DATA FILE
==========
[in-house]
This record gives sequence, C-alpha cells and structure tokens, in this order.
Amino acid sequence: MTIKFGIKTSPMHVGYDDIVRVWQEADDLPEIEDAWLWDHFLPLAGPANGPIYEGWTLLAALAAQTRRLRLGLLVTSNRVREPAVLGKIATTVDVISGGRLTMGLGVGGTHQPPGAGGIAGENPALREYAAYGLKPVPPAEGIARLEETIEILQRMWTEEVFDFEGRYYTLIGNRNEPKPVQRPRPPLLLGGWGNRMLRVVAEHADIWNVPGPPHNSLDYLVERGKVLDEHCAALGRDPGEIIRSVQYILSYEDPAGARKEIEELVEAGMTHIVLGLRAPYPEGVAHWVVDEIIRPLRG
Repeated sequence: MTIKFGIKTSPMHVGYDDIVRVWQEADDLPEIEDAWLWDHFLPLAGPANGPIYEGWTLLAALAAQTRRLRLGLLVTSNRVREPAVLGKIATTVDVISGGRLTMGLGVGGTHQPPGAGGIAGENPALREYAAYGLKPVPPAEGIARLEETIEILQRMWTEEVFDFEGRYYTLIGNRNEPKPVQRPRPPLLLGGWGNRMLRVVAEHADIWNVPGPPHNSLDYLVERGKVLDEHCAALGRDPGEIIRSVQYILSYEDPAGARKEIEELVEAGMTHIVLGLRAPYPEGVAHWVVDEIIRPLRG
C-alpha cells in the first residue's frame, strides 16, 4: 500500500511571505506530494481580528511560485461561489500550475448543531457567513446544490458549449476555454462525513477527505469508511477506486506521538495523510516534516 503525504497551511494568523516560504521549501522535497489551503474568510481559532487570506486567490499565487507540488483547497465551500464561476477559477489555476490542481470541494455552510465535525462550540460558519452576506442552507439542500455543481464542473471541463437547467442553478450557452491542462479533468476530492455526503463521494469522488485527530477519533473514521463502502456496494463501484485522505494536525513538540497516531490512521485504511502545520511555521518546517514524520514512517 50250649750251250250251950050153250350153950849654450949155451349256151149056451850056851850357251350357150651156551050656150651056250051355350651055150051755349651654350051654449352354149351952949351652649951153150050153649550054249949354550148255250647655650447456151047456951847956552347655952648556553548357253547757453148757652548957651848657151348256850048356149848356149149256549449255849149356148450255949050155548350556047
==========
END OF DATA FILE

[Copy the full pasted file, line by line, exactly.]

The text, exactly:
[in-house]
This record gives sequence, C-alpha cells and structure tokens, in this order.
Amino acid sequence: MTIKFGIKTSPMHVGYDDIVRVWQEADDLPEIEDAWLWDHFLPLAGPANGPIYEGWTLLAALAAQTRRLRLGLLVTSNRVREPAVLGKIATTVDVISGGRLTMGLGVGGTHQPPGAGGIAGENPALREYAAYGLKPVPPAEGIARLEETIEILQRMWTEEVFDFEGRYYTLIGNRNEPKPVQRPRPPLLLGGWGNRMLRVVAEHADIWNVPGPPHNSLDYLVERGKVLDEHCAALGRDPGEIIRSVQYILSYEDPAGARKEIEELVEAGMTHIVLGLRAPYPEGVAHWVVDEIIRPLRG
Repeated sequence: MTIKFGIKTSPMHVGYDDIVRVWQEADDLPEIEDAWLWDHFLPLAGPANGPIYEGWTLLAALAAQTRRLRLGLLVTSNRVREPAVLGKIATTVDVISGGRLTMGLGVGGTHQPPGAGGIAGENPALREYAAYGLKPVPPAEGIARLEETIEILQRMWTEEVFDFEGRYYTLIGNRNEPKPVQRPRPPLLLGGWGNRMLRVVAEHADIWNVPGPPHNSLDYLVERGKVLDEHCAALGRDPGEIIRSVQYILSYEDPAGARKEIEELVEAGMTHIVLGLRAPYPEGVAHWVVDEIIRPLRG
C-alpha cells in the first residue's frame, strides 16, 4: 500500500511571505506530494481580528511560485461561489500550475448543531457567513446544490458549449476555454462525513477527505469508511477506486506521538495523510516534516 503525504497551511494568523516560504521549501522535497489551503474568510481559532487570506486567490499565487507540488483547497465551500464561476477559477489555476490542481470541494455552510465535525462550540460558519452576506442552507439542500455543481464542473471541463437547467442553478450557452491542462479533468476530492455526503463521494469522488485527530477519533473514521463502502456496494463501484485522505494536525513538540497516531490512521485504511502545520511555521518546517514524520514512517 50250649750251250250251950050153250350153950849654450949155451349256151149056451850056851850357251350357150651156551050656150651056250051355350651055150051755349651654350051654449352354149351952949351652649951153150050153649550054249949354550148255250647655650447456151047456951847956552347655952648556553548357253547757453148757652548957651848657151348256850048356149848356149149256549449255849149356148450255949050155548350556047